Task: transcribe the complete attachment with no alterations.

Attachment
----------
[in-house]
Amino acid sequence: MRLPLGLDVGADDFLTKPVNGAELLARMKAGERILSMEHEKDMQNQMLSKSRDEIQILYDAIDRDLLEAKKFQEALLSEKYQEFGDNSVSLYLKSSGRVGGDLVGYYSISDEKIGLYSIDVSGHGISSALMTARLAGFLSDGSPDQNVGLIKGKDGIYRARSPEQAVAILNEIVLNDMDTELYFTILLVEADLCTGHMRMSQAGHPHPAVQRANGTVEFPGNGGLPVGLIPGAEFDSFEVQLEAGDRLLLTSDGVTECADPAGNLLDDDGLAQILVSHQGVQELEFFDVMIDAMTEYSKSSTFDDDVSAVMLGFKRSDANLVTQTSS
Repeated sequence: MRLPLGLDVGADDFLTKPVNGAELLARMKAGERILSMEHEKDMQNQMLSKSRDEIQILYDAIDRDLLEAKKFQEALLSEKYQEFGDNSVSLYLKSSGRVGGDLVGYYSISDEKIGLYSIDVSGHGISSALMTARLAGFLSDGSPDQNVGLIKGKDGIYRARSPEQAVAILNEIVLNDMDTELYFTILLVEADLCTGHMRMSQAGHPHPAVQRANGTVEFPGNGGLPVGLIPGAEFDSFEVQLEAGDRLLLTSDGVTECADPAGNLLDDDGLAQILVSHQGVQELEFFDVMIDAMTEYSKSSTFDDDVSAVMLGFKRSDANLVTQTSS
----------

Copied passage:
[in-house]
Amino acid sequence: MRLPLGLDVGADDFLTKPVNGAELLARMKAGERILSMEHEKDMQNQMLSKSRDEIQILYDAIDRDLLEAKKFQEALLSEKYQEFGDNSVSLYLKSSGRVGGDLVGYYSISDEKIGLYSIDVSGHGISSALMTARLAGFLSDGSPDQNVGLIKGKDGIYRARSPEQAVAILNEIVLNDMDTELYFTILLVEADLCTGHMRMSQAGHPHPAVQRANGTVEFPGNGGLPVGLIPGAEFDSFEVQLEAGDRLLLTSDGVTECADPAGNLLDDDGLAQILVSHQGVQELEFFDVMIDAMTEYSKSSTFDDDVSAVMLGFKRSDANLVTQTSS
Repeated sequence: MRLPLGLDVGADDFLTKPVNGAELLARMKAGERILSMEHEKDMQNQMLSKSRDEIQILYDAIDRDLLEAKKFQEALLSEKYQEFGDNSVSLYLKSSGRVGGDLVGYYSISDEKIGLYSIDVSGHGISSALMTARLAGFLSDGSPDQNVGLIKGKDGIYRARSPEQAVAILNEIVLNDMDTELYFTILLVEADLCTGHMRMSQAGHPHPAVQRANGTVEFPGNGGLPVGLIPGAEFDSFEVQLEAGDRLLLTSDGVTECADPAGNLLDDDGLAQILVSHQGVQELEFFDVMIDAMTEYSKSSTFDDDVSAVMLGFKRSDANLVTQTSS